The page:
The purpose of the New York International Latino Film Festival is to advance the role of Latinos behind and in front of the camera. The organizers seek to accomplish this goal by supporting films and filmmakers who support this agenda of more and more complex roles and stories of, by, and about Latinos.

But what if the films chosen to express this are only okay? What if the roles for Latinos in the chosen films are just as stereotypical, ghetto-based, drug and sex-riddled as the “mainstream” films Chica Luna’s workshop was critiquing?

Of course all the films in the festival were not half as bad as Fort Apache. But here is the rub. The screening of All Night Bodega, the film I most enjoyed—an exciting girls-in-the-hood flick from director Felix Oliver––was only two-thirds full. And half that audience had festival “insider” badges hanging around their necks.

If a good, award-winning film is shown—this one’s lead actress, Jaime Tirelli, won best actress at the Los Angeles Latino Film Festival, and Oliver won the Lincoln-Mercury award of $5,000 in New York—and there’s no one in the audience, does it (can it?) make a difference? I don’t think so.

Where was/is the audience for All Night Bodega and for the rest of the festival entries? If a Latino Film Festival can’t sell out a screening of an award-winning film, how is anyone supposed to hope for producers to spend money on projects of, by, and about Latinos? If screenings and panels and workshops are not overflowing with enthusiasm and ambition at a festival, how can anyone complain about what makes it onto the big and small screens.

First and foremost, festival organizers need to get people into the seats. Give the tickets away if they have to. Go to local universities, high schools, record stores—this is New York City, remember?—and give the seats away to people not likely ever to see an All Night Bodega at an art house cinema. Yet they may see themselves in the character Tirelli plays so fearlessly.

Secondly, young filmmakers need help to make more interesting, entertaining, and complex films. They need education, opportunity, and support. Let’s start at the beginning, with scholarships to film school. Now that anyone can pick up a digital video camera and chase their friends through the streets and think they are making a movie, filmmakers need to learn the basics and then have the opportunity to hone their skills.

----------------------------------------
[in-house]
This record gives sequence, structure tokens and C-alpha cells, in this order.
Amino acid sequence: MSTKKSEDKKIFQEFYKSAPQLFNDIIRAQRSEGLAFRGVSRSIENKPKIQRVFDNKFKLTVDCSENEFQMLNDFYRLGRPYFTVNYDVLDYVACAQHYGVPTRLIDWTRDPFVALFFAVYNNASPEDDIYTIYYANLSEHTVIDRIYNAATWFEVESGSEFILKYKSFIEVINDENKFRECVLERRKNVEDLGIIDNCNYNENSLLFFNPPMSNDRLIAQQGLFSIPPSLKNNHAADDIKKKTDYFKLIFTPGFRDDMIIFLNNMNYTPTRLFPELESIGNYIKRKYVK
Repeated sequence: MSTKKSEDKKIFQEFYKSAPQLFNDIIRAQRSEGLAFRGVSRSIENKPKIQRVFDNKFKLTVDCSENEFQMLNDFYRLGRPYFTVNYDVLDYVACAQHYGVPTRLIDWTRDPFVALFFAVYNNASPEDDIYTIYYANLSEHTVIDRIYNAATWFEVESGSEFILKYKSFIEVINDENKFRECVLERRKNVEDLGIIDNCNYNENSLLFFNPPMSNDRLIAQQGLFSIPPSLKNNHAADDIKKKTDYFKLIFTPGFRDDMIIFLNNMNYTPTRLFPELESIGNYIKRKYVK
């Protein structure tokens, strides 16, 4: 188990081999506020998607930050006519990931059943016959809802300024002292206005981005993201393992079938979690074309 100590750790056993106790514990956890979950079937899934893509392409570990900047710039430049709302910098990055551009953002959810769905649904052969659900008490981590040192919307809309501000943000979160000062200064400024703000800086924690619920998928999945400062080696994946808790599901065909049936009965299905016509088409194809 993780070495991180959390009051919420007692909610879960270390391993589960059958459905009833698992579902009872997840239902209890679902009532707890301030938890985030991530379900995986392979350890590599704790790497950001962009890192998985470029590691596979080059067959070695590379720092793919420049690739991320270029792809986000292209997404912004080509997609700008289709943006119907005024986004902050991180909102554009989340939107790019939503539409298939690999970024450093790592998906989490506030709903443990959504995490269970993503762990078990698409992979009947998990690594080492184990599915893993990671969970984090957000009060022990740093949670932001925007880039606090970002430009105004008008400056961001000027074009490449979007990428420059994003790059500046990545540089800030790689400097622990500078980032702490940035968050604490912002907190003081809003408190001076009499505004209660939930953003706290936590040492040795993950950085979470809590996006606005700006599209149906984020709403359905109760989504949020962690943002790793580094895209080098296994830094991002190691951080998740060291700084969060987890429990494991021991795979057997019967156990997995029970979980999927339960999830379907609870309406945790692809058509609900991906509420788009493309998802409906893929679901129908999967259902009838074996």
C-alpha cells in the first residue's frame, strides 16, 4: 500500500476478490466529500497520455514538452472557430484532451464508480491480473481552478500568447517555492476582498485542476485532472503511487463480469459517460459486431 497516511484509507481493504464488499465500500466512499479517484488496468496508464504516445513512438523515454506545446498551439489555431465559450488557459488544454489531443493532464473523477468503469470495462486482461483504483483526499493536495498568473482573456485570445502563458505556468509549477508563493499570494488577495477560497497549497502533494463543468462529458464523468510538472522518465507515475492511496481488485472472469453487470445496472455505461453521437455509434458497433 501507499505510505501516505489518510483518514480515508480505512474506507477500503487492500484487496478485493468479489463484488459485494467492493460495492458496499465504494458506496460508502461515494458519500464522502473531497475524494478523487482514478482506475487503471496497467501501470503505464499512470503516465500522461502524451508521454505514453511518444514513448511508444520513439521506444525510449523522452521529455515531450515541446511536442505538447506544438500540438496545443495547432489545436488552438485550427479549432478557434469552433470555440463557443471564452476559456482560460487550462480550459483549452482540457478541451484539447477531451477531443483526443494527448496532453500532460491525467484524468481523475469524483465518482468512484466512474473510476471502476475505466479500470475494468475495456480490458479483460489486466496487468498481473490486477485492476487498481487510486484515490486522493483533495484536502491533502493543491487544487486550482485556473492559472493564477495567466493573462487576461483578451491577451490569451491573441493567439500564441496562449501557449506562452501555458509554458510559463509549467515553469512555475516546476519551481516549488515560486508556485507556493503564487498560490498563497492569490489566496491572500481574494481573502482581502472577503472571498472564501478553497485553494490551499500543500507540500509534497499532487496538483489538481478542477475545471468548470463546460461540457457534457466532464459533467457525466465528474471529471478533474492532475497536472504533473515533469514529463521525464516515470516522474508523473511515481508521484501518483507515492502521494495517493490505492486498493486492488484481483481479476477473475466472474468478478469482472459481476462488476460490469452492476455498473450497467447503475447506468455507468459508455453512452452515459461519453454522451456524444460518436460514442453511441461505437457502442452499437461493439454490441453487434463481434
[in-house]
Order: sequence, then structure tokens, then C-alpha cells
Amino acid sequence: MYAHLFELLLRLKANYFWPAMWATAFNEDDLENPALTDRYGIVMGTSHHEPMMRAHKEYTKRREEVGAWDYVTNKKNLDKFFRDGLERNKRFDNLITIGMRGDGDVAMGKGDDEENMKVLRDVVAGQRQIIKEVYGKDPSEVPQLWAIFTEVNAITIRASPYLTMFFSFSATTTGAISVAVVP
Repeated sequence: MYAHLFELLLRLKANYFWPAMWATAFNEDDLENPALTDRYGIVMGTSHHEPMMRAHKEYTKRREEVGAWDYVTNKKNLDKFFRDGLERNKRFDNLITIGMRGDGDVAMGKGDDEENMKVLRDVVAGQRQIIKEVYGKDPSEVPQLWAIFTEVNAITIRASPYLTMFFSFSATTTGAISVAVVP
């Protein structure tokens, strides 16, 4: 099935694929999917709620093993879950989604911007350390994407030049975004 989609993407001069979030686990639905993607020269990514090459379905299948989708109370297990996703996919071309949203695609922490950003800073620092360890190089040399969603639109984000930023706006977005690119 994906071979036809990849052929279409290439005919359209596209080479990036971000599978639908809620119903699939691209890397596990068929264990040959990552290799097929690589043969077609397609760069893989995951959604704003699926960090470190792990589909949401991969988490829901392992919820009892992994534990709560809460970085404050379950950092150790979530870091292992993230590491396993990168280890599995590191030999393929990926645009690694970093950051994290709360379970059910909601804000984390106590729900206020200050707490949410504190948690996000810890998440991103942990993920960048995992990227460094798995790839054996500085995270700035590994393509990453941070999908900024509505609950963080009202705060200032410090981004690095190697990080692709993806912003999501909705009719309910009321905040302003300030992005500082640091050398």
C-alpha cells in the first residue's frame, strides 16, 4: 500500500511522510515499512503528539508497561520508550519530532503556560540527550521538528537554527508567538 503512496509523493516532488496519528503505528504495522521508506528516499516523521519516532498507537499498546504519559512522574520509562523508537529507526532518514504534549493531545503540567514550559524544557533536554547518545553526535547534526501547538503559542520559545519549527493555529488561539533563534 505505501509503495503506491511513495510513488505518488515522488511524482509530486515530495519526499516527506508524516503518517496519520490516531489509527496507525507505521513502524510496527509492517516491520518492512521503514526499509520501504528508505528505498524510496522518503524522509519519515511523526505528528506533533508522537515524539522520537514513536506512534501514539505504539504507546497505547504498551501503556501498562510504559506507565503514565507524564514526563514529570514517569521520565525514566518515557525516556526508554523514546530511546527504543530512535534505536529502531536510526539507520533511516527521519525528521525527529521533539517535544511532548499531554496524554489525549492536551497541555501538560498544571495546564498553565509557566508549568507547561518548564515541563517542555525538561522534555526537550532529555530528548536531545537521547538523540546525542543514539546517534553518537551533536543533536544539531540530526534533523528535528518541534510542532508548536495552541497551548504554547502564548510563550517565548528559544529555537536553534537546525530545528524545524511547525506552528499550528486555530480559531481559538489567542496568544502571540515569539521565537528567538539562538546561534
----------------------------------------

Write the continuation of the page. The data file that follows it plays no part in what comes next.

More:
Both of these problems take money. Usually that is the biggest problem, but here it does not seem to be the case. For a festival in only its third year, the Latino Film Festival has hotels and screening rooms, world premieres and exciting parties, all provided by sponsorship from big names like American Airlines, Budweiser, NBC, and Lincoln-Mercury, not to mention a plethora of support from activist organizations and nonprofits, and public funding from the state and the city of New York.

Festival organizers should take half the money and give it to filmmakers so they can learn how to make a film the festival will be proud to show. They should take the other half and revamp audience services. They should do a better job of advertising; take the screenings out of the dullest part of Manhattan and bring them uptown, downtown, or wherever they want, as long as the films are brought to the people. Spend money on unorthodox approaches to festival programming, like Chica Luna’s workshop. Teach, entertain, and enlighten more than just the filmmakers, their friends, and the industry. Break down the insider clique that gets built up around all film festivals.

Why? Because I should not be the only white person at the New York International Latino Film Festival. Especially because I was only there to write this article, a situation that makes me feel ashamed.